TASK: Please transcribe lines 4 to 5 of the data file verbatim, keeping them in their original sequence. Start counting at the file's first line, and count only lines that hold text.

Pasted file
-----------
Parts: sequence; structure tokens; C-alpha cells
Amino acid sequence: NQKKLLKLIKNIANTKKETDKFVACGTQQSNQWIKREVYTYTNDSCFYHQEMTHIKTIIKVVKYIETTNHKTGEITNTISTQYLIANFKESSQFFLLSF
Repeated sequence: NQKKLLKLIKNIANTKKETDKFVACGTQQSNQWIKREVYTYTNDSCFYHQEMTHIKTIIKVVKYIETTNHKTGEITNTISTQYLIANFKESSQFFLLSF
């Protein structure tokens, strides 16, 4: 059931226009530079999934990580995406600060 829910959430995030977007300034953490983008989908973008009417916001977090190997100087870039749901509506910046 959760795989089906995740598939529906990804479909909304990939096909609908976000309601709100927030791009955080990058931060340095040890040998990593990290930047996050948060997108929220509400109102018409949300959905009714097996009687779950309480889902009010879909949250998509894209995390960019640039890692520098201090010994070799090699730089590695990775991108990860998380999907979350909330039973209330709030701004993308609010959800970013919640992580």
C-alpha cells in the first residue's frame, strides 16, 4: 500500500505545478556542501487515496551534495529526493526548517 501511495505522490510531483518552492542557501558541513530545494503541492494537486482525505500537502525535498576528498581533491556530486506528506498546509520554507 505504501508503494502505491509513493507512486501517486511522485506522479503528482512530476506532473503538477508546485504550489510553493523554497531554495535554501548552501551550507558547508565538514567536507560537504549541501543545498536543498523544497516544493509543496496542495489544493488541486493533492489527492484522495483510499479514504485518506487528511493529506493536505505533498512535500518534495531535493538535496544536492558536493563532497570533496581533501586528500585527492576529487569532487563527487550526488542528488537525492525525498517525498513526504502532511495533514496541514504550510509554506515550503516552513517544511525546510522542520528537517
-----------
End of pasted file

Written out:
């Protein structure tokens, strides 16, 4: 059931226009530079999934990580995406600060 829910959430995030977007300034953490983008989908973008009417916001977090190997100087870039749901509506910046 959760795989089906995740598939529906990804479909909304990939096909609908976000309601709100927030791009955080990058931060340095040890040998990593990290930047996050948060997108929220509400109102018409949300959905009714097996009687779950309480889902009010879909949250998509894209995390960019640039890692520098201090010994070799090699730089590695990775991108990860998380999907979350909330039973209330709030701004993308609010959800970013919640992580």
C-alpha cells in the first residue's frame, strides 16, 4: 500500500505545478556542501487515496551534495529526493526548517 501511495505522490510531483518552492542557501558541513530545494503541492494537486482525505500537502525535498576528498581533491556530486506528506498546509520554507 505504501508503494502505491509513493507512486501517486511522485506522479503528482512530476506532473503538477508546485504550489510553493523554497531554495535554501548552501551550507558547508565538514567536507560537504549541501543545498536543498523544497516544493509543496496542495489544493488541486493533492489527492484522495483510499479514504485518506487528511493529506493536505505533498512535500518534495531535493538535496544536492558536493563532497570533496581533501586528500585527492576529487569532487563527487550526488542528488537525492525525498517525498513526504502532511495533514496541514504550510509554506515550503516552513517544511525546510522542520528537517